Bleats

Tony Abbott Wants You To Know He’s Still Good Mates With Convicted Pedo George Pell

Actions speak louder than words.

Tony Abbott certainly won’t go down in Australian history as one of the country’s finest Prime Ministers, regardless of how much he tries to convince us otherwise. But the one thing he will go down in history for is being mates with convicted pedophile, Cardinal George Pell.

Ol’ mate Tones was spotted leaving Melbourne Assessment Prison, which is where Pell is incarcerated and certainly isn’t a common hangout place for former onion-munching PMs. When asked what on earth was he doing there, Abbott didn’t mention George Pell by name and only said “I was simply visiting a friend, that’s all.”

Now Tony Abbott has dropped the ball quite a few times over the years, but there’s simply no way to spin this visit into anything other than grubby behaviour.

Putting aside just how inappropriate it is for a former Australian Prime Minister to visit a convicted pedophile in prison, Abbott’s visit to Pell is nothing more than an abhorrent middle finger to all of the cardinal’s victims.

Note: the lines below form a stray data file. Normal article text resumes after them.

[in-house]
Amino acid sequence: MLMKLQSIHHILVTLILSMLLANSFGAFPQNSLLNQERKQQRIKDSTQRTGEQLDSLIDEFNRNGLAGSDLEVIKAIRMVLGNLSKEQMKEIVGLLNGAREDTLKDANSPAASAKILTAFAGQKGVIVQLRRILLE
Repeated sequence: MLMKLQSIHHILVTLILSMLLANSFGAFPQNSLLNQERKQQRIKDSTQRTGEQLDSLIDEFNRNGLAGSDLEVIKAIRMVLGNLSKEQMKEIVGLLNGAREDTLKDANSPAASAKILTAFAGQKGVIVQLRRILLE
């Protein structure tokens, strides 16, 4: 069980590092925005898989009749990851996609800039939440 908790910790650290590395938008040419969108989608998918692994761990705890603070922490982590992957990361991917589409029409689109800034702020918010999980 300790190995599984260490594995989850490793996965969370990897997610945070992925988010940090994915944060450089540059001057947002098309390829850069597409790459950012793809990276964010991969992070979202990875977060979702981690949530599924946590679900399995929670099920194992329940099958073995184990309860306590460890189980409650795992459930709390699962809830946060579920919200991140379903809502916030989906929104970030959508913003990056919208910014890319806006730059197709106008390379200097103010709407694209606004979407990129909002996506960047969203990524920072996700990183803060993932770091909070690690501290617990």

Unsurprisingly, this visit didn’t go down well with some people and former Victorian senator Derryn Hinch had some strong words for Abbott on Twitter.

We’ve come to expect shenanigans from Tony Abbott at this point and sadly, him visiting George Pell isn’t that big of a surprise.

Tones has been mates with the convicted pedophile for years and has repeatedly stood up for Pell. When Pell was convicted in February 2019, Abbott reportedly called up his cardinal mate afterwards before going on radio to call the guilty verdict a “shocking result.”

But the bad optics and inappropriateness of this visit will likely fall on deaf ears for ol’ mate Tones as it’s been made abundantly clear over the years that he doesn’t really give a crap what people think or who he associates himself with, especially since he’s comfortably retired from politics now.

Tony Abbott didn’t say anything about his visit to George Pell but he doesn’t really have to. Actions speak louder than words ever could.

A Small Australian Retailer Is Copping It For Making Bank Off Jay-Z's Name

99 problems and now Jay-Z is one.